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14er enthusiasts may face limited access as private owners fight liability

Plan on climbing Mount Democrat or Mount Lincoln? Check out AllTrails, because you might be out of luck if their owner makes them private.

DENVER — For outdoor enthusiasts, climbing Colorado's 14,000-foot mountains, affectionately known as 14ers, is a rite of passage. 

Access to some of those peaks, namely Mount Lincoln and Mount Democrat, could be limited soon due to a longstanding argument between lawmakers and landowners.

John Reiber, the man who owns mining rights on those two 14ers, said he plans to close public access to the peaks.

This came after a Republican-sponsored bill to remove certain language holding landowners liable for risks from a law governing Colorado's recreational space failed.  

Those landowners are in charge of maintaining the land for public access and are potentially liable for injuries to hikers if a judge finds the landowner '"willfully or maliciously" neglected necessary maintenance or failed to post warning signs.

Eight of the state's 58 14ers are at least partially located on private land. According to the Colorado Fourteeners Initiative, a nonprofit dedicated to preserving the state's peaks, those are Mount Democrat, Mount Lincoln, Mount Bross, Mount Sherman, Mount Shavano, Mount Lindsey, Wilson Peak and Culebra Peak, which is located entirely on private land.

The Colorado Fourteeners Initiative says they worry other landowners will follow in Reiber's footsteps.

"And I think it might be a domino effect, where we see other landowners not just on Fourteeners, but access to favorite fishing holes for rivers and water access for kayakers and mountain bikers on trails, we see more closures," Brian Sargeant of the Colorado 14ers Initiative said.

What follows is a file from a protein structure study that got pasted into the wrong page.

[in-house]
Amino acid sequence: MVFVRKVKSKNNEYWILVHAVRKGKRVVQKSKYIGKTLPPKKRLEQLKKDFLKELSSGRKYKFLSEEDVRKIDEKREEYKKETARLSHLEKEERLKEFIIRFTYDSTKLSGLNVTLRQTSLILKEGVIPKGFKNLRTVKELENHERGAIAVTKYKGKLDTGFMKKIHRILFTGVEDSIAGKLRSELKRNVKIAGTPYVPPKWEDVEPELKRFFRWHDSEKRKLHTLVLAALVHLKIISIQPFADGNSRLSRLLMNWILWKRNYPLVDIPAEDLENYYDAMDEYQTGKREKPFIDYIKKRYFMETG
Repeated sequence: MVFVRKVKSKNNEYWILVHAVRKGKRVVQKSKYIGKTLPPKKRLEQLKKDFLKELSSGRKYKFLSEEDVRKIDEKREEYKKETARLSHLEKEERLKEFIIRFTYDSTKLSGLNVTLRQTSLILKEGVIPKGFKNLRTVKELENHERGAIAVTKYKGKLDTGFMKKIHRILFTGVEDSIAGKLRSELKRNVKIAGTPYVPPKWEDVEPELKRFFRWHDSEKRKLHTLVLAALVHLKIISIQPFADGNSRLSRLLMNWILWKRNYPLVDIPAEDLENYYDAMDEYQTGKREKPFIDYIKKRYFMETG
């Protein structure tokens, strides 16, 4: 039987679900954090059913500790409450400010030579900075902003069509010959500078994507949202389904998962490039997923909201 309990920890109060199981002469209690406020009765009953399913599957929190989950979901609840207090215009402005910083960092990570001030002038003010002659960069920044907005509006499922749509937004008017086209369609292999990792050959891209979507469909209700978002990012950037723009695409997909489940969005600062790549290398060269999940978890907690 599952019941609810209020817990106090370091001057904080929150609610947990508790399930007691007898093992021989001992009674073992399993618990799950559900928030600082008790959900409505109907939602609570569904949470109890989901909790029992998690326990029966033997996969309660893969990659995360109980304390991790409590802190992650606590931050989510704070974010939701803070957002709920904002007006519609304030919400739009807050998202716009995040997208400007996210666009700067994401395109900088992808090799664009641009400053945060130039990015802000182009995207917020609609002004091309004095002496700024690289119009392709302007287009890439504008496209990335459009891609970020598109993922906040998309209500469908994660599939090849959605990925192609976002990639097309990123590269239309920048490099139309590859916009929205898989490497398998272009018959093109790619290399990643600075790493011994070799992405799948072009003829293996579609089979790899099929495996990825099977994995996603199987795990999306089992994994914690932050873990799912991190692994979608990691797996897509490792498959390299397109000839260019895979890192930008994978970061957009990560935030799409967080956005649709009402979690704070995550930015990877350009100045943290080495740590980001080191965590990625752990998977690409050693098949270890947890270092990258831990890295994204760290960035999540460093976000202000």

"Removing this 'willful' would basically absolve the landowners of, you know, kind of having to verify or check on a lot of these remote areas at all times," Sargeant said. "So, if we know that people up there after noon are going to be in a higher risk of getting struck by lightning, does that mean that we're willfully allowing them on our land while we know that there's this this risk? Or that there's a risk of avalanche, danger or rockfall, which can happen at any point in time? ...Striking the word willful from the bill kind of helped address some of those issues."

Reiber has shut down access to Mount Lincoln and Mount Democrat before, as recently as in 2021.

He eventually reopened the trails through a partnership with Alma, Colorado, and the Colorado State Forest Service.  

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